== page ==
Sex in the Machine

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Grech, Victor, Clare Thake-Vassallo, and Ivan Callus. "Sex in the Machine: The Ultimate Contraceptive." SFRA Review #302 (Fall 2012): pp. 15-21.[1]

From the Introduction

VIRTUAL SEX is akin to narcissism as in effect, such sex, without direct physical contact with another being or with an artificial intelligence, is equivalent to masturbation. [....]

Ennui in the face of the real world and lack of mating opportunities may ensue because of the spread of virtual reality environments which, to the individual, are more predictable, controllable, compliant, and hence more entertaining and satisfying than real life.

This paper will trace the development of sex toys from dolls to cyberspace, and compare this development with sex with robots leading on to sex in virtual environments (VR) within the science-fiction (SF) genre. An interdisciplinary flavour will inevitably intrude as the author is a medical doctor, and hence, real-life medical conditions will be mentioned in relation to this theme, where appropriate.

Victor Grech is a pediatrician and first named, so we infer, "the author," assisted by the second and third named. A quick Google search indicates he has a substantial and interesting ... oeuvre on Star Trek and other matters,[2] possibly noted in later issues of SFRA Review; but this is a point we will not pursue. We do note that the article comes with a substantial bibliography/filmography (etc.).

Works alluded to in this context

Lester del Rey’s “Helen O'Loy” (1938) / 
Mathias Villiers de l’Isle-Adam's work “Tomorrow’s Eve” (1886) / 
The issues of automatic contraception, robotics and offspring are elegantly depicted in [William F.] Nolan's “The Joy of Living" (1954).[3] Women are tempted by the makers of robots to care for mechanical babies [...]. Men are also targeted to buy a perfect mechanical woman [...]. (Grech et al. pp. 16-17) 

Mentions Asimov's The Caves of Steel and Robots of Dawn; more plausibly, "[...] Asimov’s “Satisfaction Guaranteed” (1951)[4] depicts a handsome male robot who realises that his married female owner has poor self-esteem, and in order to raise her standing among her friends and neighbors, he simulates illicitly making love to her by kissing her, thus demonstrating to the voyeurs (who do not know that he is a robot) that she is capable of attracting a handsome man [...].[5]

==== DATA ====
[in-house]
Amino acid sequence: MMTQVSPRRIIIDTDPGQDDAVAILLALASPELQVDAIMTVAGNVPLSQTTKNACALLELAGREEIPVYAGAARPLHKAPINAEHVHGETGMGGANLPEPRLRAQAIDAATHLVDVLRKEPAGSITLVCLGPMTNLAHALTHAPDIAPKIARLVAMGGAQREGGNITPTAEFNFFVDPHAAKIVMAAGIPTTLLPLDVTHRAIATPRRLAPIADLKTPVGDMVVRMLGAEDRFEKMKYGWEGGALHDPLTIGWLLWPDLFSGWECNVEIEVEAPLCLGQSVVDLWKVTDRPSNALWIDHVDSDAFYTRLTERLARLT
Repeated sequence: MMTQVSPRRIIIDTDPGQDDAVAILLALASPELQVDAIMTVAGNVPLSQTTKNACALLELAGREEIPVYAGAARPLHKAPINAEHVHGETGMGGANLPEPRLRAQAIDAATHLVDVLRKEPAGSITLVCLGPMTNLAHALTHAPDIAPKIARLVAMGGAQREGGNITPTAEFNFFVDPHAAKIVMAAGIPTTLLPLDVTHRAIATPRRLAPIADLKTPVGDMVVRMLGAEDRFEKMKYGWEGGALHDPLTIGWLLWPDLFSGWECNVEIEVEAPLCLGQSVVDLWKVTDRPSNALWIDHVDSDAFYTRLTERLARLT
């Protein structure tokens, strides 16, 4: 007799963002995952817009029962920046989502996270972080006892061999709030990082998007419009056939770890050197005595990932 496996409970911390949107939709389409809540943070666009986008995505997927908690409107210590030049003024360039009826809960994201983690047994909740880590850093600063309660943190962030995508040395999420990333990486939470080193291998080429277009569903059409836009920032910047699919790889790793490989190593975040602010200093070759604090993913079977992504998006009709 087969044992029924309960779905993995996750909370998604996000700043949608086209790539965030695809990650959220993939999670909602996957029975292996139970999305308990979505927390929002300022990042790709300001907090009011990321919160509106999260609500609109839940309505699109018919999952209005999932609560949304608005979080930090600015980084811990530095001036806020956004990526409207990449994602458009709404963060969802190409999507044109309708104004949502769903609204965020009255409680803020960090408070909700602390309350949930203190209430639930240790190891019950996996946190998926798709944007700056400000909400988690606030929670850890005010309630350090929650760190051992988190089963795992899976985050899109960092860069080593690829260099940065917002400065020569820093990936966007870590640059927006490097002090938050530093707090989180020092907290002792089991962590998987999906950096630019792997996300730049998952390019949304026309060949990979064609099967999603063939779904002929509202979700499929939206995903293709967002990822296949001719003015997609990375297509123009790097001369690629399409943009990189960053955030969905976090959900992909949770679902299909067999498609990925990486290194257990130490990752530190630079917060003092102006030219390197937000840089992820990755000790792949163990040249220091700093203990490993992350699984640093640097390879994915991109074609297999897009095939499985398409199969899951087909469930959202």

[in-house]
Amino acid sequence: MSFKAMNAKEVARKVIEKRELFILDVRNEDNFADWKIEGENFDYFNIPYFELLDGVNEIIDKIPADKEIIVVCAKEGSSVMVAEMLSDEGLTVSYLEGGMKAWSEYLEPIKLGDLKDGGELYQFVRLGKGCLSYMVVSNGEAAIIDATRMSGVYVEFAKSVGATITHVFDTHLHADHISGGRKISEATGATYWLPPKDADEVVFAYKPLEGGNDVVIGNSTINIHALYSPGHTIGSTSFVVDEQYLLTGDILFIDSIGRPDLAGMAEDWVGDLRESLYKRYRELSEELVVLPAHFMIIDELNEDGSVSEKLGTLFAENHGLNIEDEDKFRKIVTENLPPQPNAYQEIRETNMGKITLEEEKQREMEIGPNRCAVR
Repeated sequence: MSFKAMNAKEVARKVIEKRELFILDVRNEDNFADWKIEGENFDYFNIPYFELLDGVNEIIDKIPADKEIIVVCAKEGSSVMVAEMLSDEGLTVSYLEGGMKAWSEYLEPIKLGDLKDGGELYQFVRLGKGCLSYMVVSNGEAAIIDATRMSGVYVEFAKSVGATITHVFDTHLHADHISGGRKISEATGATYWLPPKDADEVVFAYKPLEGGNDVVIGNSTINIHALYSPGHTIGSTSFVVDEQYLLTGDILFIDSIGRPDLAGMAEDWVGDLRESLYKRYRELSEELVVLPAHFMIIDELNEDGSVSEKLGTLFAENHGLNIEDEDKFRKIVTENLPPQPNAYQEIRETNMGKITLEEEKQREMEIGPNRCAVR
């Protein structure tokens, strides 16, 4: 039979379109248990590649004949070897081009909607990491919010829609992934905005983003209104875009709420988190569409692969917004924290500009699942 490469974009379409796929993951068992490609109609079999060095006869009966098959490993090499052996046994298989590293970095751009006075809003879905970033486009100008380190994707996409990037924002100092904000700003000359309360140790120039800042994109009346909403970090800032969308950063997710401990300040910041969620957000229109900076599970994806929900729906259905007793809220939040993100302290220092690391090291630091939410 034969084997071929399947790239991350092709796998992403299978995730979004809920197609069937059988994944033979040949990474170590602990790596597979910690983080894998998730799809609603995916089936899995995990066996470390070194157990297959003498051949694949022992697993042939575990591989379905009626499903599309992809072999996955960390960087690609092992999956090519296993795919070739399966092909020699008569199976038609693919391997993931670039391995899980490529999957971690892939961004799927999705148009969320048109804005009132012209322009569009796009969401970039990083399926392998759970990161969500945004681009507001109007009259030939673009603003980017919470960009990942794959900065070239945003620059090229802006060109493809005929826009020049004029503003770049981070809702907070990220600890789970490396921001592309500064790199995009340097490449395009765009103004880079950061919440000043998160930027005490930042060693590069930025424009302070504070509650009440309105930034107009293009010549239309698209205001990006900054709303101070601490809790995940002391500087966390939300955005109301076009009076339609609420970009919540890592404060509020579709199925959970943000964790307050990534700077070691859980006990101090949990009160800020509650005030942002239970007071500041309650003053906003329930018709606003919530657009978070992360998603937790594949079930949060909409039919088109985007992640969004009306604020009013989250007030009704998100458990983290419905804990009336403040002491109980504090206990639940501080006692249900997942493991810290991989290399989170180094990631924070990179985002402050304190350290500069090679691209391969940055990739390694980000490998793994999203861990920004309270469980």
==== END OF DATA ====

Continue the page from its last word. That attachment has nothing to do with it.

Also covered:

He, She and It and (following Donna Haraway)[6] its possible "sanitisation [sic] of sex, a common element in cyberpunk with its technological appropriation and misappropriation," and contempt by some of Gibson's cowboys for the "meat" world (p. 17). / 
Mr. Data in the Star Trek universe, including "The Naked Now" in ST:ND (p. 17);[7] plus androids that don't know they are artificial in "Inheritance" episode of Star Trek: Voyager and the classic Star Trek episode “Requiem for Methuselah" (February 1969)[8] — and the replicant Rachel in BLADE RUNNER (p. 17). / 
A Helen O'Loy-like possibility with the holodeck in Star Trek episodes "11001001" — cf. and contrast WEIRD SCIENCE (p. 17). CAUTION: This article may mislead on the Star Trek: DS9 episode, "The Forsaken." /
The Star Trek: Voyager episode, "Body and Soul," q.v. /  DEMOLITION MAN.

The article suggests (possibly with problems) that

The ultimate VR environments are explored in Moore and Kuttner’s “Two-Handed Engine” (1955), Knight’s “Semper Fi” (1966), Gunn’s “The Joy Makers” (1976), and “If I Forget Thee” (1977), and in Bear’s “Moving Mars” (1993). In these stories, humans increasingly turn to virtual reality environments and cannot be bothered to procreate, since in their fantasy worlds, sexual urges are easily satisfied and families can be created at will. Gunn, above, logically extends the search for happiness by having all of humanity forced permanently into a real-life comatose existence, with minds roaming at will in virtual reality, prefiguring “The Matrix” (1999).

With a confusing citation but interestingly — quotes from Jerry Pournelle and S.M. Stirling's "The Asteroid Queen" (1990)[9] the dream, so to speak, of a sentient ship's-computer of creating "endless simulations of the universe" (Grech's phrase, p. 20); cf. and contrast Asimov's "The Last Question."

See elsewhere on the Clockworks2 wiki articles on sex toys,[10] virtual sex (with some misc. works coming up in the search),[11] and robot sex.[12]

RDE, finishing, 21Jun21, 26Jun21